Sex, death, and chicken suits. The world of Hitman: Blood Money is a warped one. Immorality fits itself as a miasma over a backdrop of Playboy parties and redneck nuptials populated by plastic caricatures. Relative to these peculiar creatures, all Botox and biceps, the titular Hitman himself is a bastion of monk-like sensibilities. Mr 47 is smartly-dressed, quiet, meditative and… well alright, slightly murderous. But let’s not turn against him just yet – because to all those depraved automatons who do nothing but fester and fuck around him, he offers salvation.
What makes Hitman: Blood Money quite so fascinating is its success in carrying a thoroughly perverted twist on the Christ-myth, transposing Christlike mercy for meditatively violent atonement. Writing on the often flawed and lazy inclusions of Christ allegories in video games in his essay How The Walking Dead Solved Videogames’ Christ Figure Problem, Richard Clark notes that, “those Christlike ideals [of self-sacrifice] are represented in maybe the last five to ten minutes of [Mass Effect, Halo, etc.], and the player doesn’t interact with these scenes as much as they watch them.” Blood Money’s success lies specifically in its marriage of violence and allegory, combatting that ever-troublesome ludonarrative dissonance.
The – admittedly rather silly - Hitman mythos finds its foundations in specific cornerstones of Catholic dogma. In particular, the concepts of immaculate conception and Christ’s atonement are granted a newly-perverse depiction within the series’ fiction. Instead of being born in a barn beneath the stars, to a mother free of both original and personal sin, 47 is bred from the spare DNA of five master criminals in a petri dish, under the Earth in a filthy basement lab. Blood Money may be the most openly allegorical of the five games in the series, but the idea that 47 is essentially Jesus Gone Wrong has been there from the start. 47 must then be to Christ an inverse or opposite – the ultimate evil twin, right?
Well, not quite – relativity is important. Specifically, it’s important to consider the type of world that exists even outside of the concentrated evil of 47′s own origin: men’s veins bulge at the the forearm in an effort to escape their bodies; women’s breasts are bigger and perkier than Brian Blessed after a shot of espresso. Sexuality in particular is key to Blood Money’s debauched and ugly world. Sexual encounters themselves occur in three particular ways: affairs, strippers, and general perving. That’s as close as 47′s world can come to love or romance – even a recognisably human sense of lust. It’s sexuality laid claim to by Silicone Valley, and every stolen glance of it reeks of a mechanised boredom.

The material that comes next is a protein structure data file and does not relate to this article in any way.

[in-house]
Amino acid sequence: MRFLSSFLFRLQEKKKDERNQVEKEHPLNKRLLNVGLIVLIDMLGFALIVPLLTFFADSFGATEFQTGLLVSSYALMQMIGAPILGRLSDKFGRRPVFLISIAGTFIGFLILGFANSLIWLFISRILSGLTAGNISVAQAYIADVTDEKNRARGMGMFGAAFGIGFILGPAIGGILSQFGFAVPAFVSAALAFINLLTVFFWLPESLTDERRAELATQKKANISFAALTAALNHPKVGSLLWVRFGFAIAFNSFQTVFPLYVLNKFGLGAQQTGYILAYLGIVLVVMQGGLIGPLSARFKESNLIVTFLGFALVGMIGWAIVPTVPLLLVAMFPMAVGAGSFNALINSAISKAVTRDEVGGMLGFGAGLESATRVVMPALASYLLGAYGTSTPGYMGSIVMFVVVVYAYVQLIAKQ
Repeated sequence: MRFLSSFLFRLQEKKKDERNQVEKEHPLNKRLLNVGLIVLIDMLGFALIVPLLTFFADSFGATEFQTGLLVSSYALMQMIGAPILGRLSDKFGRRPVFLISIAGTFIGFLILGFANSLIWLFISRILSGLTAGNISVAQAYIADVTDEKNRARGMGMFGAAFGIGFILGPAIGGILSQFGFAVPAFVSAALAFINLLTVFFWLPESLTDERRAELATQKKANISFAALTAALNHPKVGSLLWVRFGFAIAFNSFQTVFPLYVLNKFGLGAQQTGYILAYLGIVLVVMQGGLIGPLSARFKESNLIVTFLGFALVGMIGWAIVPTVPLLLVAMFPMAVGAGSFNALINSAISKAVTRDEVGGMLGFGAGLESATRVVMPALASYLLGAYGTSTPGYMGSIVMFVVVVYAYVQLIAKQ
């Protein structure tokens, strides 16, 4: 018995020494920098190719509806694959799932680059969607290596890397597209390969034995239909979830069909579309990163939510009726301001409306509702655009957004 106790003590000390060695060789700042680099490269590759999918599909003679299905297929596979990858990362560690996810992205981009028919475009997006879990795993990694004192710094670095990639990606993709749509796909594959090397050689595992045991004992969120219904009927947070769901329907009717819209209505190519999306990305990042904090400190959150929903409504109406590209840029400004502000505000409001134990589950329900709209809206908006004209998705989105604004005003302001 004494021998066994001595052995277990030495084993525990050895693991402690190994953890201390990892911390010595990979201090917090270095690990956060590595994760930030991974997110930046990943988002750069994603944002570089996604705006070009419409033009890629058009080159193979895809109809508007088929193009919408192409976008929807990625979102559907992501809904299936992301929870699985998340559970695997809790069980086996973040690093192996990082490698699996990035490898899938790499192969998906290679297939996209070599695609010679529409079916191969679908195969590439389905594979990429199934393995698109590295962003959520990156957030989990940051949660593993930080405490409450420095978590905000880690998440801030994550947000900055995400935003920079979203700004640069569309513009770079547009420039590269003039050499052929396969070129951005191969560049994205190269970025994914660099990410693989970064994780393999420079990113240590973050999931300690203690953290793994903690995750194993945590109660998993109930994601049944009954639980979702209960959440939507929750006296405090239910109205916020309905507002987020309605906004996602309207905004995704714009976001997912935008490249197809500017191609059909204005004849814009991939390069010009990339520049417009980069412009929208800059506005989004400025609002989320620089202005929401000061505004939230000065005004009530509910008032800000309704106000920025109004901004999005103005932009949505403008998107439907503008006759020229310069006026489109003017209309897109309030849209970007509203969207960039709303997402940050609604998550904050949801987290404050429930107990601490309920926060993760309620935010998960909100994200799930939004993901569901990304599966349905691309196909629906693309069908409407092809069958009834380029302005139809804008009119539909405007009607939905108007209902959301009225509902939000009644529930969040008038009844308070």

47′s is an immoral world then, though perhaps not even that. “Immorality” comes with a connotation of intent, yet Blood Money’s denizens come across as demented cattle: unconsciously fucking and fighting themselves into oblivion. Targets themselves are the kings and queens of this world: übersinners to the last, each of them denotes yet another child abuser, drug baron or Neo-Nazi. If there’s one thing that’s clear, it’s that such a world cannot give birth to a messianic saviour imbued with virtue – at least not without soiling them immediately after. 47′s nature is a construct compounded by the world around him, the only atonement he can offer to it’s people as their messiah is a final admonishment: death.
It’s here in the actual act of playing that Blood Money rescues itself from Clark’s second, and most important, criticism: the absence of player interaction in the fulfilment of allegory. As Clark notes, whilst time spent in combat as Commander Shepard and Master Chief hammers home the extent of their soldering, it says almost nothing about their roles as Christ-substitutes. By comparison, Blood Money’s notoriety and mission review systems encourage a sense of restraint with regards to wanton violence. Each death, particularly in missions with fewer, if not singular, targets, commands an order-of-magnitude more weight than two hundred of Halo’s faceless grunts. There is something important about these people in particular, the game says – they are the epicentres of corruption and gluttony.
To demand the death of a specific character is a bold statement for a developer to make. Violence in Mass Effect and Halo may win on volume, but these deaths are at least committed in the name of self-defence; they may be practically impossible to avoid, but at least the objective handed down from on high is mostly one of geographical traversal, an A to B. Blood Money gives you a pigpen, a target, and a wealth of tools. How you get it done is up to you, but one thing is clear: all roads lead to Rome. Violence becomes a catalyst for the allegory, not a bloody filibuster.
It’s ludicrous to pretend that Blood Money is the most in-depth of Christ allegories, but it does show an all-too-rare commitment to marrying its thematic and mechanical content. Whilst Clark may not agree – the overall thrust of his essay lamenting a lack of one-to-one Christ figures, not perverted by schlocky video-game lore – it remains a success of Hitman: Blood Money’s that so peaceful a theme may be manipulated and communicated in a medium whose mainstream is so dominated by wanton, meaningless violence.